Refurb & Developer Update - January 2024

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January 2024


Refurb & Developer Update - January 2024




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Digital twins in construction: what do they mean for the future of the industry? The construction industry is changing. With modern technology comes digital solutions that improve processes at the job site. In line with this, experts are seeing huge popularity for digital twins within the construction industry. But how does this new must-have benefit contractors and site managers who want to keep a close eye on the data? What is a digital twin? A digital twin is a virtual model that accurately recreates a physical object. They are highly detailed for the purposes of integration, testing and maintenance, allowing the user to apply hypothetical simulations to the model to examine the outcome. Digital twins have become critical in a number of industries as a method of trial before physical changes are made to a project. These industries include the likes of engineering, aircraft and railway design and production, power utilities and also construction. How do digital twins benefit the construction industry? Introducing a digital twin to the construction process in the early phases of a contract can bring huge benefits that outweigh the impacts of historical 2D or static 3D modelling. Digital twins can be analysed at all stages of the construction process, meaning they are a versatile tool which offers a unique opportunity to optimise and streamline processes as the build happens in real time. Because of the interactive nature of a digital twin, these tools can be used to predict bottlenecks for fleet machinery, groundworks challenges and more. They can also help to manage the resource at the site itself to ensure each machine is optimised, helping projects keep to schedule and potentially lowering costs. How to build a digital twin As the industry looks to improve digital processes and onboard tech solutions to age-old problems, opportunities to build digital twins are growing. At Smart Construction, experts work with partners on an ongoing basis to build digital twins that offer bespoke solutions. Deputy General Manager Richard Clement explains: “We want to understand every job site we work with in order to build a solution that answers their questions. Data must be clear in order to offer benefits to the user: by offering insights which are valuable to the customer, they can make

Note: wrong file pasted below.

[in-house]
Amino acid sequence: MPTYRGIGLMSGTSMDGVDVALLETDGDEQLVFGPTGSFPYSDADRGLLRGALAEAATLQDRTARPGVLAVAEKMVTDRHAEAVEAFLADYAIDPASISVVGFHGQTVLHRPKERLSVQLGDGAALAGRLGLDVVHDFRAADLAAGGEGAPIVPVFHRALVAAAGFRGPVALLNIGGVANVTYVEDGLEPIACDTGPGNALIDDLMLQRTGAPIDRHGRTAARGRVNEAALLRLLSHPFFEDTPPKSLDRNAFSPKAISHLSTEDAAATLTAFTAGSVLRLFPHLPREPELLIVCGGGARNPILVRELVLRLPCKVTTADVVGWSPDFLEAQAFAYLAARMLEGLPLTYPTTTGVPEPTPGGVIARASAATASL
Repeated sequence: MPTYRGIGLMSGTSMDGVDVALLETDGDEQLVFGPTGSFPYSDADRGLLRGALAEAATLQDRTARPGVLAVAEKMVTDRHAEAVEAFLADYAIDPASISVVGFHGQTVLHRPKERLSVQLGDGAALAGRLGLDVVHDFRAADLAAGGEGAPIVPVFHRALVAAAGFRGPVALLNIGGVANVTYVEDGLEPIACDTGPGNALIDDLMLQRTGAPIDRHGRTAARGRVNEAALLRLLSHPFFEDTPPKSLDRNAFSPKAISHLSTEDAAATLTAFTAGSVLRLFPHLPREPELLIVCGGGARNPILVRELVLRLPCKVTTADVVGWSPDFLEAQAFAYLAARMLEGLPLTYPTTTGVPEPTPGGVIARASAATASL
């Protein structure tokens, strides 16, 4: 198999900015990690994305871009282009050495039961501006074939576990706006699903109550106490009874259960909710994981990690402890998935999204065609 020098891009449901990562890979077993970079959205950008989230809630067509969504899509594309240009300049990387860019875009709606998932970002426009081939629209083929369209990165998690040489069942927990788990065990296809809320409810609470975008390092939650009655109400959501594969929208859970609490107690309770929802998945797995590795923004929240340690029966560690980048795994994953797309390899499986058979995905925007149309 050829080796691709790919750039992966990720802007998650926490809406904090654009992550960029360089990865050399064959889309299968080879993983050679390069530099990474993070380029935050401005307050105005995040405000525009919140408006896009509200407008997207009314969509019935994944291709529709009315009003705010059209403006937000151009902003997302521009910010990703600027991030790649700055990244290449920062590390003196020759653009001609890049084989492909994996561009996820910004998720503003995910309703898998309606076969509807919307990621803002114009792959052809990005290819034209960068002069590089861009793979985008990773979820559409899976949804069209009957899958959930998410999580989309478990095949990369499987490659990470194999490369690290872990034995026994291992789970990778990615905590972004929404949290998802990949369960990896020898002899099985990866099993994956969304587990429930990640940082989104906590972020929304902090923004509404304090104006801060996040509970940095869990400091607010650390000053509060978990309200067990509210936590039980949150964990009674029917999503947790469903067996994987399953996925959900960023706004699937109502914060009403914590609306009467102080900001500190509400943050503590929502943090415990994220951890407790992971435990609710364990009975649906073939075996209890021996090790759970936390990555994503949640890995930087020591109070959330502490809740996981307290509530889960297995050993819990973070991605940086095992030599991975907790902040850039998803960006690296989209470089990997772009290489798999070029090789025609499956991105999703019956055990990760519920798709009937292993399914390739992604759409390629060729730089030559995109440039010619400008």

changes to optimise the way they run their business.” Using a range of tools, Smart Construction solutions build digital twins, harnessing drone technology, retrofit equipment to track fleet movements and payload, and more. For more information on Smart Construction and the solutions available, please visit